London, Apr 16 (ANI): Certain versions of four genes may speed shrinkage of a brain region involved in making new memories, a new study has revealed.
The study, co-led by UC Davis neurologist Charles DeCarli and conducted by an international team included more than 80 scientists at 71 institutions in eight countries, took into consideration a genetic analysis of more than 9,000 people.
The brain area, known as the hippocampus, normally shrinks with age, but if the process speeds up, it could increase vulnerability to Alzheimer's disease, the research suggests.
The gene variants identified in the study do not cause Alzheimer's, but they may rob the hippocampus of a kind of "reserve" against the disease, which is known to cause cell destruction and dramatic shrinkage of this key brain site. The result is severe loss of memory and cognitive ability.
Scientists calculated that hippocampus shrinkage in people with these gene variants accelerates by about four years on average.
The risk of Alzheimer's doubles every five years beginning at age 65, so a person of that age would face almost twice the Alzheimer's risk if he or she had these versions of the gene.
Looked at another way, if a person with one of these variants did get Alzheimer's, the disease would attack an already compromised hippocampus and so would lead to a more severe condition at a younger age than otherwise, the research suggests.
"This is definitely a case of 'bigger is better,'" said DeCarli, professor of neurology and director of the UC Davis Alzheimer's Disease Center and the UC Davis Imaging of Dementia and Aging Laboratory.
"We already know that Alzheimer's disease causes much of its damage by shrinking hippocampus volume. If someone loses a greater-than-average amount of volume due to the gene variants we've identified, the hippocampus is more vulnerable to Alzheimer's."
Why the aging hippocampus normally decreases in volume is unclear. The new research shows that the genes most strongly linked to shrinkage are involved in maturation of the hippocampus and in apoptosis, or programmed cell death - a continual process by which older cells are removed from active duty.
The scientists suggest that if the gene variants they identified do affect either maturation or the rate at which cells die, this could underlie at least some of the increased rates of hippocampus shrinkage.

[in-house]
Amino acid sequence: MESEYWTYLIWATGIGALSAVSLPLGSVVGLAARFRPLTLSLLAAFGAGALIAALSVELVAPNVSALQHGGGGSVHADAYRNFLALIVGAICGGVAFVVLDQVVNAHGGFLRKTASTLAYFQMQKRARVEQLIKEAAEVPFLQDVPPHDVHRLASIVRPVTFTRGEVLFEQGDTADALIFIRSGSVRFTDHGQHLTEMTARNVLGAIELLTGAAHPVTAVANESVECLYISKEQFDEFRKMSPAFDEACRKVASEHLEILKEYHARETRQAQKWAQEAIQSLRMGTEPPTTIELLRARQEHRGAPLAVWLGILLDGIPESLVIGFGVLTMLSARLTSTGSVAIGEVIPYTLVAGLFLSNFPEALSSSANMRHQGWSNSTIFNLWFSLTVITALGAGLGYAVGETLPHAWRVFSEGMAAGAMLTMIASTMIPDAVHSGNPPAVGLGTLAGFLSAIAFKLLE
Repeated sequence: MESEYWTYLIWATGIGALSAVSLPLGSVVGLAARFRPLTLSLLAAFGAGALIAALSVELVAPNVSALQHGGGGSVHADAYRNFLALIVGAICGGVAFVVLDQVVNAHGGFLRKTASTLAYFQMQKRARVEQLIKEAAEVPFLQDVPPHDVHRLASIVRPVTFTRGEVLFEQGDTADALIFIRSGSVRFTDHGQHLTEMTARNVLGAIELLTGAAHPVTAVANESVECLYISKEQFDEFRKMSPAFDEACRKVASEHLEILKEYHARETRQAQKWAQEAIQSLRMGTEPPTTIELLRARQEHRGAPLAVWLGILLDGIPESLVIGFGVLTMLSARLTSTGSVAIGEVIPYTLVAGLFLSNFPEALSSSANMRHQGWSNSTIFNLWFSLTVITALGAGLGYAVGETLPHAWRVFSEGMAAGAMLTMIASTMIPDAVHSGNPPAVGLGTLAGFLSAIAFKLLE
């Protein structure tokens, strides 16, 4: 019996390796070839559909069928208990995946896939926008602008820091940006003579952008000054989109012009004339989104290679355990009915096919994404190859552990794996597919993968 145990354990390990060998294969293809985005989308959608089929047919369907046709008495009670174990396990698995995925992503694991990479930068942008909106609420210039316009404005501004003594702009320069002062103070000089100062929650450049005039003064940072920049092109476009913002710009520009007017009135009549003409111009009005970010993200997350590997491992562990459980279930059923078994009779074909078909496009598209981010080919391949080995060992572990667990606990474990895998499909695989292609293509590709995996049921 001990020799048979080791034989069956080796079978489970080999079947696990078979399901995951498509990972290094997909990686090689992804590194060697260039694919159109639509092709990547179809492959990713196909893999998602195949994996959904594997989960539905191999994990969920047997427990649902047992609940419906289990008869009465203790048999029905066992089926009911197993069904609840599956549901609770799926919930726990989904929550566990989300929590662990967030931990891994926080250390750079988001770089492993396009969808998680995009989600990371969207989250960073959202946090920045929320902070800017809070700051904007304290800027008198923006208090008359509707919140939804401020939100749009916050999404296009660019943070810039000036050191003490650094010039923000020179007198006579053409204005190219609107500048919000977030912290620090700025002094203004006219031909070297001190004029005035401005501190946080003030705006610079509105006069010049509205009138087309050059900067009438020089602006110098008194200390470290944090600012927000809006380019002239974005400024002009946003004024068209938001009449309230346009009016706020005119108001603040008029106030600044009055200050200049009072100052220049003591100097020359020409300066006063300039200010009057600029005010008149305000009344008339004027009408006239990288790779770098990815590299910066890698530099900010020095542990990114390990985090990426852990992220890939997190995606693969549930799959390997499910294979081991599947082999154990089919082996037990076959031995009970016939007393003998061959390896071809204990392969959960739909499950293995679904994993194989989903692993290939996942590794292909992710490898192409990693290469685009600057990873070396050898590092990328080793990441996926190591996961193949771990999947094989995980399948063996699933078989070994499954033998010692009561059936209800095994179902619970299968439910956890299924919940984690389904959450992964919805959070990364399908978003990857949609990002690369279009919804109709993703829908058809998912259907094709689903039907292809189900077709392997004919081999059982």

"Either by making more or healthier hippocampal neurons or preventing them from dying with advancing age, the healthy versions of these genes influence how people remember as they get older," said DeCarli. "The alternate versions of the genes may not fully provide these benefits."
The researchers hope that they can find ways to protect the hippocampus from premature shrinkage or slow its decline by studying the normal regulation of the proteins coded by these genes.
The genetic analysis draws on what is known as a genome-wide association study-research aimed at finding the common genetic variants associated with specific diseases or other conditions. Different versions of a gene usually come down to changes in just one of the tens of thousands of DNA "letters" that make up genes.
These one-letter differences are known as single-nucleotide polymorphisms, or SNPs.
The research involved more than 80 scientists at 71 institutions in 8 countries.
The study used a very large assemblage of genetic and disease data called the Cohorts for Heart and Aging Research in Genomic Epidemiology Consortium, or CHARGE. The consortium brings together several population-based cohorts in the United States and Europe.
The cohort was made up of 9,232 dementia-free volunteers with an average age of 67.
The study identified four different gene variants associated with hippocampus volume decline. One, known as rs7294919, showed a particularly strong link to a reduced hippocampus volume, suggesting that this gene is very important to hippocampus development or health.
The findings were then assessed in two other cohorts.
One, including both normal and cognitively compromised people with an average age of 40, showed that three of the suspect SNPs were linked to reduced hippocampus volume.
Analysis of results from the third group, comprised primarily of older people, showed a significant association between one of the SNPs and accelerated memory loss.
"With this study, we have new evidence that aging, the hippocampus and memory are influenced by specific genes," DeCarli said.
"Understanding how these genes affect the development and aging of the hippocampus may give us new tools to delay memory loss with advanced age and possibly reduce the impact of such diseases as Alzheimer's disease," DeCarli added.
The study has been published in the journal Nature Genetics. (ANI)
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